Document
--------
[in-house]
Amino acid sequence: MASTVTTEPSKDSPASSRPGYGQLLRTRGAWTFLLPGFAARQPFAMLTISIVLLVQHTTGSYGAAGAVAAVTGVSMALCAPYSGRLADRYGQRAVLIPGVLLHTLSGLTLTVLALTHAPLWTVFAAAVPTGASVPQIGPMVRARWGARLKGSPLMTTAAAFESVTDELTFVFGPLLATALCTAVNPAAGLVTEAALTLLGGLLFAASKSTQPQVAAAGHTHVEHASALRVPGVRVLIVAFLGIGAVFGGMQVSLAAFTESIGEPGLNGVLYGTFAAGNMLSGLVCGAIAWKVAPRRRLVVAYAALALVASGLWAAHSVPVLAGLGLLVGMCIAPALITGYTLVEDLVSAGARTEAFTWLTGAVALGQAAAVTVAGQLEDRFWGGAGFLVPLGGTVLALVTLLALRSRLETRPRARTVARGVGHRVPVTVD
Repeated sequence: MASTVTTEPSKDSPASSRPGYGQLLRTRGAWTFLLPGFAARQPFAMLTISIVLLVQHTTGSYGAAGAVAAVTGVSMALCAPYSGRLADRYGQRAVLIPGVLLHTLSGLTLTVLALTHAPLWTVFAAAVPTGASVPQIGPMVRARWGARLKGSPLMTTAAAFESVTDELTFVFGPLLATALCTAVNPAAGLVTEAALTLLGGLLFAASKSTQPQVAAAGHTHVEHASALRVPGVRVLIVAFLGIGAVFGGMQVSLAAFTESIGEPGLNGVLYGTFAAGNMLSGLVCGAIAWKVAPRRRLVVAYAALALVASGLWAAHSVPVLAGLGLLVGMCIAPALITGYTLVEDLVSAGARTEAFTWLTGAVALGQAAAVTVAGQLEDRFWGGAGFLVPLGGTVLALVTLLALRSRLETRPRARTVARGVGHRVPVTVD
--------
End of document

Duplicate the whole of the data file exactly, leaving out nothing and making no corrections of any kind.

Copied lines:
[in-house]
Amino acid sequence: MASTVTTEPSKDSPASSRPGYGQLLRTRGAWTFLLPGFAARQPFAMLTISIVLLVQHTTGSYGAAGAVAAVTGVSMALCAPYSGRLADRYGQRAVLIPGVLLHTLSGLTLTVLALTHAPLWTVFAAAVPTGASVPQIGPMVRARWGARLKGSPLMTTAAAFESVTDELTFVFGPLLATALCTAVNPAAGLVTEAALTLLGGLLFAASKSTQPQVAAAGHTHVEHASALRVPGVRVLIVAFLGIGAVFGGMQVSLAAFTESIGEPGLNGVLYGTFAAGNMLSGLVCGAIAWKVAPRRRLVVAYAALALVASGLWAAHSVPVLAGLGLLVGMCIAPALITGYTLVEDLVSAGARTEAFTWLTGAVALGQAAAVTVAGQLEDRFWGGAGFLVPLGGTVLALVTLLALRSRLETRPRARTVARGVGHRVPVTVD
Repeated sequence: MASTVTTEPSKDSPASSRPGYGQLLRTRGAWTFLLPGFAARQPFAMLTISIVLLVQHTTGSYGAAGAVAAVTGVSMALCAPYSGRLADRYGQRAVLIPGVLLHTLSGLTLTVLALTHAPLWTVFAAAVPTGASVPQIGPMVRARWGARLKGSPLMTTAAAFESVTDELTFVFGPLLATALCTAVNPAAGLVTEAALTLLGGLLFAASKSTQPQVAAAGHTHVEHASALRVPGVRVLIVAFLGIGAVFGGMQVSLAAFTESIGEPGLNGVLYGTFAAGNMLSGLVCGAIAWKVAPRRRLVVAYAALALVASGLWAAHSVPVLAGLGLLVGMCIAPALITGYTLVEDLVSAGARTEAFTWLTGAVALGQAAAVTVAGQLEDRFWGGAGFLVPLGGTVLALVTLLALRSRLETRPRARTVARGVGHRVPVTVD